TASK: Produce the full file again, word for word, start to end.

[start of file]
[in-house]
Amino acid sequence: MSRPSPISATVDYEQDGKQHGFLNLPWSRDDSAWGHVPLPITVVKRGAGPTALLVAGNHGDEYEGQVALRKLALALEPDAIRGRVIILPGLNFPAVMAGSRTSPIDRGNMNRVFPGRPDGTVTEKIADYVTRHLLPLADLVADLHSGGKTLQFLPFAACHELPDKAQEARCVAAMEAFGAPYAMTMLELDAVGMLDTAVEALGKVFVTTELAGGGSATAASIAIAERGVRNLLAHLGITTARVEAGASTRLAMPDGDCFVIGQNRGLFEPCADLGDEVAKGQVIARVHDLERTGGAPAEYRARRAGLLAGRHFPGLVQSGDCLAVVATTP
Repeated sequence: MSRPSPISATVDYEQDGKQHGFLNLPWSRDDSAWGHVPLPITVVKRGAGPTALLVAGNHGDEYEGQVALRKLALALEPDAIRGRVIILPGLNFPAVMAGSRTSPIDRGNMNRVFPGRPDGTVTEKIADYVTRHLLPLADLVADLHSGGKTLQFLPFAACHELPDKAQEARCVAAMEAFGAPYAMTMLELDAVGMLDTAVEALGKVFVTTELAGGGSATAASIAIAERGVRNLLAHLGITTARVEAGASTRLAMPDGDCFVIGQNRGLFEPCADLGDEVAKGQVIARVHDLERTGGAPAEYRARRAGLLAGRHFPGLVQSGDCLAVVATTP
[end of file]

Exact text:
[in-house]
Amino acid sequence: MSRPSPISATVDYEQDGKQHGFLNLPWSRDDSAWGHVPLPITVVKRGAGPTALLVAGNHGDEYEGQVALRKLALALEPDAIRGRVIILPGLNFPAVMAGSRTSPIDRGNMNRVFPGRPDGTVTEKIADYVTRHLLPLADLVADLHSGGKTLQFLPFAACHELPDKAQEARCVAAMEAFGAPYAMTMLELDAVGMLDTAVEALGKVFVTTELAGGGSATAASIAIAERGVRNLLAHLGITTARVEAGASTRLAMPDGDCFVIGQNRGLFEPCADLGDEVAKGQVIARVHDLERTGGAPAEYRARRAGLLAGRHFPGLVQSGDCLAVVATTP
Repeated sequence: MSRPSPISATVDYEQDGKQHGFLNLPWSRDDSAWGHVPLPITVVKRGAGPTALLVAGNHGDEYEGQVALRKLALALEPDAIRGRVIILPGLNFPAVMAGSRTSPIDRGNMNRVFPGRPDGTVTEKIADYVTRHLLPLADLVADLHSGGKTLQFLPFAACHELPDKAQEARCVAAMEAFGAPYAMTMLELDAVGMLDTAVEALGKVFVTTELAGGGSATAASIAIAERGVRNLLAHLGITTARVEAGASTRLAMPDGDCFVIGQNRGLFEPCADLGDEVAKGQVIARVHDLERTGGAPAEYRARRAGLLAGRHFPGLVQSGDCLAVVATTP